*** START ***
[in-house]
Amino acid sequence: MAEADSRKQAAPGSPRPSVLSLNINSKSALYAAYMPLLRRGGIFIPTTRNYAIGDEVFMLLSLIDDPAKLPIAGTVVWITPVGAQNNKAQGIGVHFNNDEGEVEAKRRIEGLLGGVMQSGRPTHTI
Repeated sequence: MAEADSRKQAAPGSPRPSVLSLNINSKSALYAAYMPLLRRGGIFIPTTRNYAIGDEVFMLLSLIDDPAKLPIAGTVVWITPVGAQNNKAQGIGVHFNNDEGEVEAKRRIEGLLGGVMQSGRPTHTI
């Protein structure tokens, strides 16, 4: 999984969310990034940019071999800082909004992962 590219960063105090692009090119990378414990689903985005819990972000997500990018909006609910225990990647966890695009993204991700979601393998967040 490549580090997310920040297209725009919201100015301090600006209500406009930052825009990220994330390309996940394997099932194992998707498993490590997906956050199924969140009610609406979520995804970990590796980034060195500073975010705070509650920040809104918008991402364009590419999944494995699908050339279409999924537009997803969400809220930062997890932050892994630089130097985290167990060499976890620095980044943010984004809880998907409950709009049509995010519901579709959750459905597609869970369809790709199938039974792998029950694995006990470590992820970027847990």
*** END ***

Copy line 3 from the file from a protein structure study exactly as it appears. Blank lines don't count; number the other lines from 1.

Repeated sequence: MAEADSRKQAAPGSPRPSVLSLNINSKSALYAAYMPLLRRGGIFIPTTRNYAIGDEVFMLLSLIDDPAKLPIAGTVVWITPVGAQNNKAQGIGVHFNNDEGEVEAKRRIEGLLGGVMQSGRPTHTI